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close this bookCasuarinas: Nitrogen-Fixing Trees for Adverse Sites (BOSTID, 1984, 114 p.)
View the document(introduction...)
View the documentNotice
View the documentStudy participants
View the documentPreface
View the document1. Introduction
View the document2. Experiences with Casuarinas
View the document3. The Plants
View the document4. Management
View the document5. Uses
View the document6. Best-Known Species
View the document7. Other Promising Species
View the document8. Recommendations and Research Needs
View the documentAppendix A
View the documentAppendix B
View the documentAdvisory Committee on Technology Innovation
View the documentBoard on Science and Technology for International Development

3. The Plants


As noted earlier, casuarina foliage consists of long "needles" with regularly spaced nodes. The needles are actually modified branchlets, termed cladodes, and differ from pine needles in that they are segmented and pull apart easily. The leaves are so reduced that they look like whorls of tiny teeth and are barely visible as small scales forming a ring around the node between each segment. The number of teeth in each whorl reflects the number of leaves and is, in part, diagnostic of the species.

The branchlets bear tiny ridges along their length formed from the fused leaves. The stomata (the pores for gas exchange) lie between the ridges, mostly in furrows, which protect them from the environment. This protection of the stomata endows casuarinas with great tolerance to drought and salt. But casuarinas have more features that help them resist stress. A thick, waxy cuticle covers the branchlets, and the roughly circular cross-section reduces the surface area exposed to the sun. Both of these features help reduce the plant's water losses. In this way, casuarinas avoid desiccation in dry areas. Furthermore, the cylindrical form and high amount of structural tissue prevents wilting of the foliage at low tissue-water potentials. Thus, in drought conditions casuarinas can survive without danger of tissues collapsing.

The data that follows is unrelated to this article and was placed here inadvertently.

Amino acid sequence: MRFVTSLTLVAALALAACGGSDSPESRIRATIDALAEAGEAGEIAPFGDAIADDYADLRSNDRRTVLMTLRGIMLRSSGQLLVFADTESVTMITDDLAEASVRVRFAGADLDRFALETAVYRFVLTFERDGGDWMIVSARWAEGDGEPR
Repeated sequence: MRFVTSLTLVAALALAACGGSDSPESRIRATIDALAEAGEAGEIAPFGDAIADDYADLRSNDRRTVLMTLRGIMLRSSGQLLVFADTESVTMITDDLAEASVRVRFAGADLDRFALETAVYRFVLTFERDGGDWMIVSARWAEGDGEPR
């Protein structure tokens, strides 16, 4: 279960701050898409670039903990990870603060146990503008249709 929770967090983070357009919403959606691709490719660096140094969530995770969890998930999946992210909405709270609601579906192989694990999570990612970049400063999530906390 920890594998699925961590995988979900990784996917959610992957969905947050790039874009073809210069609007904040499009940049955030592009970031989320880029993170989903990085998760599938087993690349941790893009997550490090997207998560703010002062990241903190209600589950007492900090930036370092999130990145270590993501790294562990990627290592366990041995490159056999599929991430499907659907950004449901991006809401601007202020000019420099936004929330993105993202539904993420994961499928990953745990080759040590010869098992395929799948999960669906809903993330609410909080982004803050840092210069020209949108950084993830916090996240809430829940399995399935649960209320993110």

Casuarinas have very reduced male and female flowers, arranged in catkin-like inflorescences. Most species have separate male and female trees (dioecious), but in a few species the male and female flowers occur on the same tree (monoecious). They are wind pollinated. After pollination the female inflorescence develops into a small woody "cone," which has beak-like valves that open at maturity to release small winged seeds.

FIGURE: Casuarina equisetifolia. Although these drawings are of one species, they are generally representative of the parts of most casuarinas. (P. B. Tomlinson)

For many Australian species of casuarina, flowering takes place during a brief period of the year and is more or less consistent from year to year. Other species are less regular. Casuarina cristata, for example, flowers either in spring or following a heavy rain.


As discussed previously, the root hairs of most casuarina species are invaded by the filamentous soil actinomycete, Frankia. When the microorganism's infectious threads reach the cortical root cells they divide and expand, forming lobes on the outsides of the root. The result is a woody perennial "nodule" that is spherical and up to 10 cm in diameter.

The association with Frankia benefits the casuarina, and the resulting symbiosis provides nitrogenous compounds that fertilize the plant's growth. Only the young tips of each nodule appear to actively fix nitrogen. The woody nodules are found in large masses from the base of the trunk out to near the drip line. They are most readily visible just beneath the soil surface, but they have been located as deep as 10 m in the soil.

The woody nodules are long lived, but eventually they decay, releasing Frankia spores and particles into the soil. The survival time and mechanisms of distribution of Frankia in the soil are unknown and deserve research.

The greatest number of nodules have been found where the soil activity is close to neutral. However, natural stands of Casuarina glauca are well nodulated in soils that are quite acidic (to pH of about 4). Nevertheless, nodulation normally is most successful within the range of soil pH from 6 to 8.

Nodulation is very much influenced by the available moisture and the soil aeration. Oxygen is necessary for the fixation process, so that active nodules normally occur only on surface roots that are obtaining adequate moisture. The symbiosis cannot occur in waterlogged sites. However, nodules are abundant in natural stands of Casuarina glauca where the water table is within 30 cm of the soil surface and nodules occur on the root system of Casuarina cunninghamiana growing at sites that are periodically submerged, such as river banks.